The Guardian • Issue #2051



Hannah Middleton

Brigadier General Anthony Mastalir, the head of US Space Forces Indo-Pacific, says it is critical to get the Deep-Space Advanced Radar Capability (DARC) system set up in Australia as soon as possible.

Speaking at the recent Sydney Dialogue organised by the notorious Australian Strategic Policy Institute (ASPI) Mastalir also claimed that Australia’s Defence Space Command is “moving aggressively” to bring DARC here “on the continent.”

DARC is designed to provide global monitoring of geosynchronous orbits in all kinds of weather and during daylight. The program calls for three transmit/receive sites, spaced at mid-latitudes around the world, to detect and track satellites.

Northrop Grumman won a $341 million contract to begin building DARC, with the first location in Australia planned for 2025.

A Northrop Grumman spokesman said: “While current ground-based systems operate at night and can be impacted by weather conditions, DARC will provide an all-weather, 24/7 capability to monitor the highly dynamic and rapidly evolving geosynchronous orbital environment critical to national and global security.”

Negotiations began in mid-2021 about where to locate the system in Australia and to finalise the required Technology Safeguards Agreement.

Back in December 2022 US Space Force Lieutenant-General Nina Armagno, while speaking at the Australian Strategic Policy Institute, described this continent’s “prime” geography as essential for future space operations and added that Australia already has the natural advantage of its southern-hemisphere geography and potential launch sites close to the equator.

Meanwhile Lockheed Martin won Australia’s biggest space tender to build the country’s first sovereign military satellites to combat threats in space – a new Australian defence satellite communication system known as Joint Project 9102.

Expected to cost $4 billion, the new system will include new communications satellites, multiple ground stations across Australia, a communications management system and two new operations centres.

Dr Cassandra Steer, space law lecturer at the Australian National University’s Institute of Space, pointed out that there are about 3,800 operational satellites in orbit, and an estimated 128 million pieces of debris [smaller than 1 centimetre].”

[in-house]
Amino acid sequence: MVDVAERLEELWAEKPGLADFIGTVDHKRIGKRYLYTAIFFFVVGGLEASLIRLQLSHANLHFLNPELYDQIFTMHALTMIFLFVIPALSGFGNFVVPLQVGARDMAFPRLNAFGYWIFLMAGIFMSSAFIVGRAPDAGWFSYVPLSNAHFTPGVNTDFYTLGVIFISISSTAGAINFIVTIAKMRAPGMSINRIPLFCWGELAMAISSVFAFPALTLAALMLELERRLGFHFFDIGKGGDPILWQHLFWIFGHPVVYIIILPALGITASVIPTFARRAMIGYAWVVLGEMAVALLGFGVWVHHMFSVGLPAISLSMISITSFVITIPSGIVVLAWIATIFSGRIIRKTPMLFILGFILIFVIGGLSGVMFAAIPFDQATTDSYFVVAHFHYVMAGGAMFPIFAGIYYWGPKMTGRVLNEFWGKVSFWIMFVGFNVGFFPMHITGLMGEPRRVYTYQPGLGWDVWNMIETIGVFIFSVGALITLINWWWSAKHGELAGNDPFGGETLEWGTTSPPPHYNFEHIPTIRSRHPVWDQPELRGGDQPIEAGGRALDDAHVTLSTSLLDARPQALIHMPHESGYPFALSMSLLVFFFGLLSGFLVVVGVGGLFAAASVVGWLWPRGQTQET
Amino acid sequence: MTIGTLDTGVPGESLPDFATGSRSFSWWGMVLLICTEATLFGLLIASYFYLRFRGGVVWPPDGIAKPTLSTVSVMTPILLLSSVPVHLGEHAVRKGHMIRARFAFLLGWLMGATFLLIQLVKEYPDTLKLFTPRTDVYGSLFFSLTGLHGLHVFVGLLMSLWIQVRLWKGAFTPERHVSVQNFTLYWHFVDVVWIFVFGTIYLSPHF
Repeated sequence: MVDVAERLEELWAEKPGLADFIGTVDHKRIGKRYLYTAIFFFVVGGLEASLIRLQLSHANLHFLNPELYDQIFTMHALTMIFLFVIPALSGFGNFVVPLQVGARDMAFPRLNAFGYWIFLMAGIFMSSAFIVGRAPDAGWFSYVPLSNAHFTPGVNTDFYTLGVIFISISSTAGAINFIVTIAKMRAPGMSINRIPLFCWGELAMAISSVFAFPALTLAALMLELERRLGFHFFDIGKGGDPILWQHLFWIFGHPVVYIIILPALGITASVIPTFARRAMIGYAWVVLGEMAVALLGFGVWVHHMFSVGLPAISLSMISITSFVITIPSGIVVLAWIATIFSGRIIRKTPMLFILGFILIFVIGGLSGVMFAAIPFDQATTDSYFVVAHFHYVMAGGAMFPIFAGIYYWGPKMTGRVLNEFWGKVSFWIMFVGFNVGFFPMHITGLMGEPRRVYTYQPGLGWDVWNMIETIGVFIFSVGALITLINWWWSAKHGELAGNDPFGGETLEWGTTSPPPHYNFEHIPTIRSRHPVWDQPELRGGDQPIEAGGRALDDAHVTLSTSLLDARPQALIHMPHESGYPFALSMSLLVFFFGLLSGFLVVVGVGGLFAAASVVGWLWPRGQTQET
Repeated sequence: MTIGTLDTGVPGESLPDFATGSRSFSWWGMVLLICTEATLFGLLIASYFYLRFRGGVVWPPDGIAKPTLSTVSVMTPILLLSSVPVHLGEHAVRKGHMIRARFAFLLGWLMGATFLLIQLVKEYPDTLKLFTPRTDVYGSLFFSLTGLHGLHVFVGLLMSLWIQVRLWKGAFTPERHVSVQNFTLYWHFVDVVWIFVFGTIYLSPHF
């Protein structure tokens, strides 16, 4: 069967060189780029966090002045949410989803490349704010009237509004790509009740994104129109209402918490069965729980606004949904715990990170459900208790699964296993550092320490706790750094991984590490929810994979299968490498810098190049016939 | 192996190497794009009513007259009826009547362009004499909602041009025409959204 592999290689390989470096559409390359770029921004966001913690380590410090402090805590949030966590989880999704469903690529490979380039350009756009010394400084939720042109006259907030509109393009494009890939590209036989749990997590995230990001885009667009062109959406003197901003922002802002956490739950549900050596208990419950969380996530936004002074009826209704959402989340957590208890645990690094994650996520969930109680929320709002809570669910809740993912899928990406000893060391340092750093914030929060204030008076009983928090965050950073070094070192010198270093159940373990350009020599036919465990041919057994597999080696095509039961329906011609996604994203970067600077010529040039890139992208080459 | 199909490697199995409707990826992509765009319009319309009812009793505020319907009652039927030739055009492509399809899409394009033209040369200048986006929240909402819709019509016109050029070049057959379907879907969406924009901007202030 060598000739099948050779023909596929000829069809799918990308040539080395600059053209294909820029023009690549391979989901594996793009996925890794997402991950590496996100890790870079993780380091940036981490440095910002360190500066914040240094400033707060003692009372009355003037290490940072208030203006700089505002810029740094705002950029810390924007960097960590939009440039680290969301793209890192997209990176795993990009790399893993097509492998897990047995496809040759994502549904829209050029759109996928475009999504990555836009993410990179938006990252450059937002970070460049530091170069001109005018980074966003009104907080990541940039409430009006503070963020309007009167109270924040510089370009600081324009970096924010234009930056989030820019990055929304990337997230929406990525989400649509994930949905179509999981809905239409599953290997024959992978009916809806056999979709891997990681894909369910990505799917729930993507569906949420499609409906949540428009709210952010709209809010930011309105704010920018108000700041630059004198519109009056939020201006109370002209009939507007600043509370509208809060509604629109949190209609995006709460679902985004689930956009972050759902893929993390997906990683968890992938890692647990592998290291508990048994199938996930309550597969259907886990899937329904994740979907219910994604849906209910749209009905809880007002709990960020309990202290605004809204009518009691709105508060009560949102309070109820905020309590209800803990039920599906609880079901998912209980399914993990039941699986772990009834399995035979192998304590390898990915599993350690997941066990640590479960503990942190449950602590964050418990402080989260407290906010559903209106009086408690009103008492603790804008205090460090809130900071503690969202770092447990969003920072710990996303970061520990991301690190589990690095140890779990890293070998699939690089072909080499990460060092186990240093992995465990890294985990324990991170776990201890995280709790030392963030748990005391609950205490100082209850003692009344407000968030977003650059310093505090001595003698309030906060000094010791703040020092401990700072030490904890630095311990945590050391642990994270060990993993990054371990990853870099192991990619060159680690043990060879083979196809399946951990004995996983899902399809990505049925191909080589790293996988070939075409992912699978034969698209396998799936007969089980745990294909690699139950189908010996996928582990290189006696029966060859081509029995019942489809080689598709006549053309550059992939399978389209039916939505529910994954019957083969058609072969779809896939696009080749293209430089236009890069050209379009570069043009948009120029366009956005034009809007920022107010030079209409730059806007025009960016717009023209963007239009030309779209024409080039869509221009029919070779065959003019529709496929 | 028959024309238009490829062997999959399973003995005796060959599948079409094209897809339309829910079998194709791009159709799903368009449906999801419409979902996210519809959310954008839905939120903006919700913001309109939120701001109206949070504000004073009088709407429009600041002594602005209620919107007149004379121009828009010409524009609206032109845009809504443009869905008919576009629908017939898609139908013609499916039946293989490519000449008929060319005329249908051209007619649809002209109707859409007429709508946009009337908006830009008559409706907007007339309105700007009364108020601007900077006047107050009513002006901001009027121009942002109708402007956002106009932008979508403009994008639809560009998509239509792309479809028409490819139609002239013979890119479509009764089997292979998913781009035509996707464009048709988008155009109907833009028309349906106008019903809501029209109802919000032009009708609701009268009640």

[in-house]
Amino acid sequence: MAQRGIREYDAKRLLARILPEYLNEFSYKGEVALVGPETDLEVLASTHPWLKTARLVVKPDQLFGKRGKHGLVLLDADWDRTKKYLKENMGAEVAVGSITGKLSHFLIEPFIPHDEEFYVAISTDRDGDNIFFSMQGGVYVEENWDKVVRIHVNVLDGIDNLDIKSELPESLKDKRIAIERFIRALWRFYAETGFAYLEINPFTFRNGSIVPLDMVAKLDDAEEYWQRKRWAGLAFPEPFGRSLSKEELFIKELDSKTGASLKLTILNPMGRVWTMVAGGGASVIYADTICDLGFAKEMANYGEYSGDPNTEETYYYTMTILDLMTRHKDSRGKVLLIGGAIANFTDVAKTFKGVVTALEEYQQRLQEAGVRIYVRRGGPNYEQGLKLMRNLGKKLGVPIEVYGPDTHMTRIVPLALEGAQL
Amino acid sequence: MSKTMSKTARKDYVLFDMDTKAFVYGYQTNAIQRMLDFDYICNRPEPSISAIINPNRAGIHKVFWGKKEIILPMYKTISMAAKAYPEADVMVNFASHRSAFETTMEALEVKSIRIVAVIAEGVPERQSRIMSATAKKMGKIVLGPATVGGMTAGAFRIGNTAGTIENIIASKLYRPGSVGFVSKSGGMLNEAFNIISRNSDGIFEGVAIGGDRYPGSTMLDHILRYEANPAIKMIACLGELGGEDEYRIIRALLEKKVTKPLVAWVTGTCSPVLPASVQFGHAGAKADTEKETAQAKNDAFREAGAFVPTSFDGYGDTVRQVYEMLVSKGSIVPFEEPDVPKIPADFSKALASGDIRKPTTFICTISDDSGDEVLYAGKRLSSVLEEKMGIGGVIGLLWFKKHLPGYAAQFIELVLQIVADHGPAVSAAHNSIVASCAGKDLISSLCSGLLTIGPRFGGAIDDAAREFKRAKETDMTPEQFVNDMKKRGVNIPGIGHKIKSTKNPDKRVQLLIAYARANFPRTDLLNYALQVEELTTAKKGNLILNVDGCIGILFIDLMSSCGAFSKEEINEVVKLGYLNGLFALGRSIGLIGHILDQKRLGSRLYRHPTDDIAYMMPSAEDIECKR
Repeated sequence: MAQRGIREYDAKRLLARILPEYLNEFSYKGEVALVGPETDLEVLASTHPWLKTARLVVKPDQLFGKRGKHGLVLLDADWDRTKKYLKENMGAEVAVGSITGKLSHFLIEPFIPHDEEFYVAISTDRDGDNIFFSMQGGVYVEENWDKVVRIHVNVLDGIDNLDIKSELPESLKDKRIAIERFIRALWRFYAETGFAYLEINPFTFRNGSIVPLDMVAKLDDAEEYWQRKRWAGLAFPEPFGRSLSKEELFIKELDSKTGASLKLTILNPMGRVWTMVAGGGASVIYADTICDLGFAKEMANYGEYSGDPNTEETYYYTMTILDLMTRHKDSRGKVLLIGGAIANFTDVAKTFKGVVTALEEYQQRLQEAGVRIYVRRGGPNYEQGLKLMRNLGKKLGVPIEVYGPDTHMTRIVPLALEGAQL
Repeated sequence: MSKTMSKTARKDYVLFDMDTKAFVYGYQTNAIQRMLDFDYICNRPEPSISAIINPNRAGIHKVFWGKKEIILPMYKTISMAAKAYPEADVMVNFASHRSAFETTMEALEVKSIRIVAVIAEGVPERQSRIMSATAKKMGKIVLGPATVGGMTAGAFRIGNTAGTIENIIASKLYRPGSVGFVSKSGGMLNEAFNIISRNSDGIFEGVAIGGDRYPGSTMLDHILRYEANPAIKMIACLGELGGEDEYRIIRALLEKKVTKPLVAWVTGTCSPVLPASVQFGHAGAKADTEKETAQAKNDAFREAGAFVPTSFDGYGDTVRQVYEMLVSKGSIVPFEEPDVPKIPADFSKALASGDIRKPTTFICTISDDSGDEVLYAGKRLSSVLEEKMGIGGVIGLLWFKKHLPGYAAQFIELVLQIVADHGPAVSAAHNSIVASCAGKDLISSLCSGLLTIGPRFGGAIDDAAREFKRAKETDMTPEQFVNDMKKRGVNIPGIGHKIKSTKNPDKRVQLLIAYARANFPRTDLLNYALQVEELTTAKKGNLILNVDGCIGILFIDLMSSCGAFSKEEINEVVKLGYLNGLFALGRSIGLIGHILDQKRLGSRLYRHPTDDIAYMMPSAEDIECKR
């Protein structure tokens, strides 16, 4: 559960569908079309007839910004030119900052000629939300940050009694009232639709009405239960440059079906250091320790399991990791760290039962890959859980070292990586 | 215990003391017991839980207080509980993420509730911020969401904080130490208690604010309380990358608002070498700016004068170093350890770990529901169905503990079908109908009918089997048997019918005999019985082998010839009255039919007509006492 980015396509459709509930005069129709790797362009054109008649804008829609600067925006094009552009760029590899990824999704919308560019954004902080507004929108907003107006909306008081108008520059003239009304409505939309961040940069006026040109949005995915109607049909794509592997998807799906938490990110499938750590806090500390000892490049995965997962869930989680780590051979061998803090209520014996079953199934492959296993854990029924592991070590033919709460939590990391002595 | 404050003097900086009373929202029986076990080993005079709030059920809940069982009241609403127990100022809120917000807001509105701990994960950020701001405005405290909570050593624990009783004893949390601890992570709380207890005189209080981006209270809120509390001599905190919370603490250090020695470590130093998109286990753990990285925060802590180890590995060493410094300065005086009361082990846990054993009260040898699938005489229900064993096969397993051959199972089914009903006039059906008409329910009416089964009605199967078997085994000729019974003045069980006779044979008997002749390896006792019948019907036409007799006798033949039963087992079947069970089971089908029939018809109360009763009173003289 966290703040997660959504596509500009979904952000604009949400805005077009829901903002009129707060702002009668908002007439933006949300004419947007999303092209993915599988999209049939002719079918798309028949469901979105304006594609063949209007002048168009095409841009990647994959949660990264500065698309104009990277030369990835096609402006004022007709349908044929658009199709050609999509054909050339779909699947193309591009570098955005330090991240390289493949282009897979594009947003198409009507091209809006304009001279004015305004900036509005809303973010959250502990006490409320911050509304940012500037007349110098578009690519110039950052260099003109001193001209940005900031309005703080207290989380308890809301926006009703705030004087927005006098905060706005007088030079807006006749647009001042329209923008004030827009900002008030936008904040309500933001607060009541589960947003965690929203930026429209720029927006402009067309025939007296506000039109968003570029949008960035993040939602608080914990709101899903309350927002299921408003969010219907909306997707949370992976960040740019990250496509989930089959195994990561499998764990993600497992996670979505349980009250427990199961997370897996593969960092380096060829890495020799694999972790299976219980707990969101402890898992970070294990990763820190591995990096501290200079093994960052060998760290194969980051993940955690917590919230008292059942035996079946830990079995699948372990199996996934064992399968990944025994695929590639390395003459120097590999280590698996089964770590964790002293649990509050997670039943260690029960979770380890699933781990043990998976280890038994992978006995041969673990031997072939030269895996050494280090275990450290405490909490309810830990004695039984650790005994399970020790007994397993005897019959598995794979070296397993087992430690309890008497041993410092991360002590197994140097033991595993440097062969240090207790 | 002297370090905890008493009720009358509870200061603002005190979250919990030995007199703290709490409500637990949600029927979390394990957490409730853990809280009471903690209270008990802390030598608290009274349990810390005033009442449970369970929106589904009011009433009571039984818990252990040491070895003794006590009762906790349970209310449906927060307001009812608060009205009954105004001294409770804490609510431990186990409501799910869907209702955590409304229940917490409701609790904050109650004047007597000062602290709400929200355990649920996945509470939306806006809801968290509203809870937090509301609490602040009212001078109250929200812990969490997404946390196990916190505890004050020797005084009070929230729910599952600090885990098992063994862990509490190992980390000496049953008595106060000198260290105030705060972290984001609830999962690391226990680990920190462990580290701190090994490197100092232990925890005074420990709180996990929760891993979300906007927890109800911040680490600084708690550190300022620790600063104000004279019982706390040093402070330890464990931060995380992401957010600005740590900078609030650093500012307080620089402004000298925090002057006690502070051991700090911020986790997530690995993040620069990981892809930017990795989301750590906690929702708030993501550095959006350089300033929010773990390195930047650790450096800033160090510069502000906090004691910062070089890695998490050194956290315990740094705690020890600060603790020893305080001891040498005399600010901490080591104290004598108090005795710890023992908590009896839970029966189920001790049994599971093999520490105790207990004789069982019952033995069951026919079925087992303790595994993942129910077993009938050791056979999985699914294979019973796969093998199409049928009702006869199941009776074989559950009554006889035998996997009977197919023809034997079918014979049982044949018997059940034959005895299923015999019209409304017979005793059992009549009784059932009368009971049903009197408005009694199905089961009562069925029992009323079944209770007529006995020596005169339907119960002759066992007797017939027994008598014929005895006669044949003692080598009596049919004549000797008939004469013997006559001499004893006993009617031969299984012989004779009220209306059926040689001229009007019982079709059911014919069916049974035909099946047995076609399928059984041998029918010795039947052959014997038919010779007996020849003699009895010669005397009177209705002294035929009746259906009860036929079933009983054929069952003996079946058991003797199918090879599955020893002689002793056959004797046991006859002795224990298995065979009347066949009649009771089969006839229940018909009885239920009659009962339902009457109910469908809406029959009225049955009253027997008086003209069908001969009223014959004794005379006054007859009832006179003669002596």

Since its inception in January 2022, Australia’s Defence Space Command has formed the ADF’s first No.1 Space Surveillance Unit, which is based at RAAF Edinburgh, South Australia.

Defence Space Command was created to deliver the transformational change needed for an increasingly congested, contested and competitive space domain.

“Our mission is to prepare space power to secure Australia’s interests in peace and war,” Defence Space Commander Air Vice-Marshal Cath Roberts said.

“The space surveillance telescope in Exmouth was declared operational in September 2022,” she said. “We also achieved Initial Operational Capability for the space segment and ground infrastructure for a protected military SATCOM capability.”

With an increasingly congested, contested and competitive space domain and the increasing exploitation of civilian satellites for military purposes, we must remember that the 1967 Outer Space Treaty declared that the heavens are the province of all humanity, that there should be no private ownership and no military bases.

However, by 1990 the US had declared its aim of becoming “master of space”.

In 2016 then President Obama allowed corporations to claim private ownership of asteroids. The US began planning nuclear bases on the moon and has been creating satellite launch sites all round the world to achieve a first strike capability targeted against China and Russia.

The 1967 treaty banned weapons of mass destruction while US weapons systems deployed into or planned for space are weapons of selective destruction.

A Prevention of an Arms Race in Space (PAROS) treaty would complement and reaffirm the importance of the 1967 Outer Space Treaty, which aims to preserve space for peaceful uses by prohibiting the use of space weapons, the development of space-weapon technology, and technology related to missile defence. The treaty would prevent any nation from gaining a military advantage in outer space.

Under the draft treaty submitted by Russia in 2008, states would commit to refraining from placing objects carrying any type of weapon into orbit, installing weapons on celestial bodies, and threatening to use force against objects in outer space. State Parties would also agree to practice agreed confidence-building measures.

However, PAROS has regularly been blocked by the US and Israel.

The Guardian can also be viewed/downloaded in PDF format. View More